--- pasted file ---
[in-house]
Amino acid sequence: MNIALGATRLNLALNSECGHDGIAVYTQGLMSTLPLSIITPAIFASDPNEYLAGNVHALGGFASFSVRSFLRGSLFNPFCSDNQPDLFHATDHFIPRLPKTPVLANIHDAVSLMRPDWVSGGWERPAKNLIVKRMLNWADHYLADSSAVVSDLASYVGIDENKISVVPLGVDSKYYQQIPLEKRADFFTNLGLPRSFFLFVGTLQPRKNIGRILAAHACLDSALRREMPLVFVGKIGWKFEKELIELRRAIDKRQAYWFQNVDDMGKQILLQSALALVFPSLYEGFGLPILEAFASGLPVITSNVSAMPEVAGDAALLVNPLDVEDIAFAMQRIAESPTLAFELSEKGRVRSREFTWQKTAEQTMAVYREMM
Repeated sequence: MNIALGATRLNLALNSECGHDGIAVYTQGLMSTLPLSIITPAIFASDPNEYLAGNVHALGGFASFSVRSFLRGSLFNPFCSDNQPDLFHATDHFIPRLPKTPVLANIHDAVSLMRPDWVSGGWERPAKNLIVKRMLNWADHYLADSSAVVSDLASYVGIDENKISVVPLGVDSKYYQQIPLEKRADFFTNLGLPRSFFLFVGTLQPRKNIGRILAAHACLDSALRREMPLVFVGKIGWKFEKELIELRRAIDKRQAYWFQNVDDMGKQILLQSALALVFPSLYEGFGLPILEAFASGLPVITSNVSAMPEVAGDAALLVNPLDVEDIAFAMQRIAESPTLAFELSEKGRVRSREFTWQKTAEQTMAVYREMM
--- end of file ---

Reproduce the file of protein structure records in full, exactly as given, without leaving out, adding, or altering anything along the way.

[in-house]
Amino acid sequence: MNIALGATRLNLALNSECGHDGIAVYTQGLMSTLPLSIITPAIFASDPNEYLAGNVHALGGFASFSVRSFLRGSLFNPFCSDNQPDLFHATDHFIPRLPKTPVLANIHDAVSLMRPDWVSGGWERPAKNLIVKRMLNWADHYLADSSAVVSDLASYVGIDENKISVVPLGVDSKYYQQIPLEKRADFFTNLGLPRSFFLFVGTLQPRKNIGRILAAHACLDSALRREMPLVFVGKIGWKFEKELIELRRAIDKRQAYWFQNVDDMGKQILLQSALALVFPSLYEGFGLPILEAFASGLPVITSNVSAMPEVAGDAALLVNPLDVEDIAFAMQRIAESPTLAFELSEKGRVRSREFTWQKTAEQTMAVYREMM
Repeated sequence: MNIALGATRLNLALNSECGHDGIAVYTQGLMSTLPLSIITPAIFASDPNEYLAGNVHALGGFASFSVRSFLRGSLFNPFCSDNQPDLFHATDHFIPRLPKTPVLANIHDAVSLMRPDWVSGGWERPAKNLIVKRMLNWADHYLADSSAVVSDLASYVGIDENKISVVPLGVDSKYYQQIPLEKRADFFTNLGLPRSFFLFVGTLQPRKNIGRILAAHACLDSALRREMPLVFVGKIGWKFEKELIELRRAIDKRQAYWFQNVDDMGKQILLQSALALVFPSLYEGFGLPILEAFASGLPVITSNVSAMPEVAGDAALLVNPLDVEDIAFAMQRIAESPTLAFELSEKGRVRSREFTWQKTAEQTMAVYREMM